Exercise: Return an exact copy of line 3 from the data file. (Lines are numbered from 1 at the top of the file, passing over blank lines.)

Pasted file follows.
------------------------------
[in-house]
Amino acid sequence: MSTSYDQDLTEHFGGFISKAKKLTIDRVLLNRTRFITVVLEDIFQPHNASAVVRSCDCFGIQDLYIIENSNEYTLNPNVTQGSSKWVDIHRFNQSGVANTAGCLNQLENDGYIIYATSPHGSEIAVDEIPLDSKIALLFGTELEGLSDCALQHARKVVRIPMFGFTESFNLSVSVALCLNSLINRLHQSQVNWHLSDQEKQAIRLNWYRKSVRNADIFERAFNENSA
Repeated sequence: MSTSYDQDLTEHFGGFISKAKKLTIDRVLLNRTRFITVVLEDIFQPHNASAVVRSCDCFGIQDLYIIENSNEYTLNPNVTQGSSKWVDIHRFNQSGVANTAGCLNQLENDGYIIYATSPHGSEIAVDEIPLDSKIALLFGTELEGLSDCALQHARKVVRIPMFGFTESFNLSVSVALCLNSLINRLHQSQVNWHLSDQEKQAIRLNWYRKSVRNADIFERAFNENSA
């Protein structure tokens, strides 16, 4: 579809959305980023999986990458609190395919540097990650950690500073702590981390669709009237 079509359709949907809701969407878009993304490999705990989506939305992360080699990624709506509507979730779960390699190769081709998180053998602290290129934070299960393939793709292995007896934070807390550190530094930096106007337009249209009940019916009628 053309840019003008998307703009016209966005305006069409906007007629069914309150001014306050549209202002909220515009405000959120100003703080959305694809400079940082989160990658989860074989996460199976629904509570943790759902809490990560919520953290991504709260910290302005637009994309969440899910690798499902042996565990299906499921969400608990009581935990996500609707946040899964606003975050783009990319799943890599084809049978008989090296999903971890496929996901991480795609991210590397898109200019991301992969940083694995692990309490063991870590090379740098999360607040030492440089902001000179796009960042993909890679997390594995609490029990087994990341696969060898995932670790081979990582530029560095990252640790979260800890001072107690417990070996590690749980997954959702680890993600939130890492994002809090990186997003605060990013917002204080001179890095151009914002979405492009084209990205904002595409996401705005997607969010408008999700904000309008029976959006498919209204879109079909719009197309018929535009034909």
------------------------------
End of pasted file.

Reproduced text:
Repeated sequence: MSTSYDQDLTEHFGGFISKAKKLTIDRVLLNRTRFITVVLEDIFQPHNASAVVRSCDCFGIQDLYIIENSNEYTLNPNVTQGSSKWVDIHRFNQSGVANTAGCLNQLENDGYIIYATSPHGSEIAVDEIPLDSKIALLFGTELEGLSDCALQHARKVVRIPMFGFTESFNLSVSVALCLNSLINRLHQSQVNWHLSDQEKQAIRLNWYRKSVRNADIFERAFNENSA